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Stamp Act Timeline

Chronological events that led to the Stamp Act crisis and its repeal.

1694 – The English started paying a Stamp Act tax.

1754 – 1763 – French Indian War affects England financially.

1755 – Massachusetts experimented with Stamp Act.

1760 – King George III became King of England. He though Parliament had unfairly limited powers of the king. He and his advisers took more control over governing the country and its colonies.

1763 – The British defeated the French and took control of territory in Eastern Canada and west of the 13 colonies.

1763 – The Royal Proclamation of 1763 prohibited settlement west of the Allegheny Mountains and to maintain control it required British troops which increased the financial demand on the crown.

1764 – England’s debt was 130 million pounds, equivalent to billions of dollars today. People in England were already heavily taxed. Prime Minister George Grenville proposed raising revenue by making colonial residents pay tax. The tax would be in the form of a stamp tax on all documents and legal paper.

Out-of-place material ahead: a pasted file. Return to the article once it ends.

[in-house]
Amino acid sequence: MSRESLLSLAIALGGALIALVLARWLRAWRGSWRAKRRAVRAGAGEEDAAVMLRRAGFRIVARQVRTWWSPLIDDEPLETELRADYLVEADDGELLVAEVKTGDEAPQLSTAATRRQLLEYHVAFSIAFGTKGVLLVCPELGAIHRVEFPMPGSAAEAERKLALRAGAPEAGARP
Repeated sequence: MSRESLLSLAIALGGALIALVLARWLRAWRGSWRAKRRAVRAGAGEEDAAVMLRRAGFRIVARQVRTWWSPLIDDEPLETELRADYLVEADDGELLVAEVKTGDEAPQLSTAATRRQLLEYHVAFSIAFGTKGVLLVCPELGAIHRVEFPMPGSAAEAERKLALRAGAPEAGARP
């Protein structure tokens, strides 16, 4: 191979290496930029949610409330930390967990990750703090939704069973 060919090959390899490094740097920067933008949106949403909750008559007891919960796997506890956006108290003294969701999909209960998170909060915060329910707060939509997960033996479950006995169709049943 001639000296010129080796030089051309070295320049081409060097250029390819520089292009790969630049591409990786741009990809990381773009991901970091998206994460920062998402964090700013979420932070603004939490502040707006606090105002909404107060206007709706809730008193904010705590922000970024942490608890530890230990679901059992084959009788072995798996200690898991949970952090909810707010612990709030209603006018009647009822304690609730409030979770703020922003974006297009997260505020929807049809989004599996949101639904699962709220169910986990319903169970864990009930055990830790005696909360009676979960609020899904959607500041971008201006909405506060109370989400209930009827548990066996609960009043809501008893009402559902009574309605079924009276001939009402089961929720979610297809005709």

February 1765Parliament enacted the Stamp Act in order to raise funds to maintain troops in its colonies. It passed by a vote of 204 to 49. It was to take effect on November 1, 1765.

April 1765 – Word of the Stamp Act reached the colonies. Resistance began and continued for nearly a year in major cities.

September 1765 – King George fired Prime Minister George Grenville and appointed Charles Watson-Wentworth, Marquis of Rockingham as new Prime Minister.

August 1765 – Sons of Liberty in Boston hung and burned an effigy of Andrew Oliver, the colony’s stamp distributor, destroyed Stamp Act headquarters and attacked the houses of customs officials and of Lieutenant Governor Thomas Hutchinson.

October 1765 – Stamp Act Congress met in New York. Nearly all delegates agreed that the Stamp Act was unconstitutional since they were not represented in parliament and Britain had no right to tax them. Boycott of English goods. Violence and intimidation made every stamp master to resign except in Georgia.

November 1, 1765 – Date the Stamp Act was to take effect but with no one to distribute the stamps, the act could not take effect.

March 1766 – Parliament nullified the act under Prime Minister Marquis of Rockingham. Three pieces of legislation made the repeal of the Stamp Act possible putting an end to the crisis; the Declaratory Act, an economic legislation, and the Revenue Act which reduced the duty on molasses.


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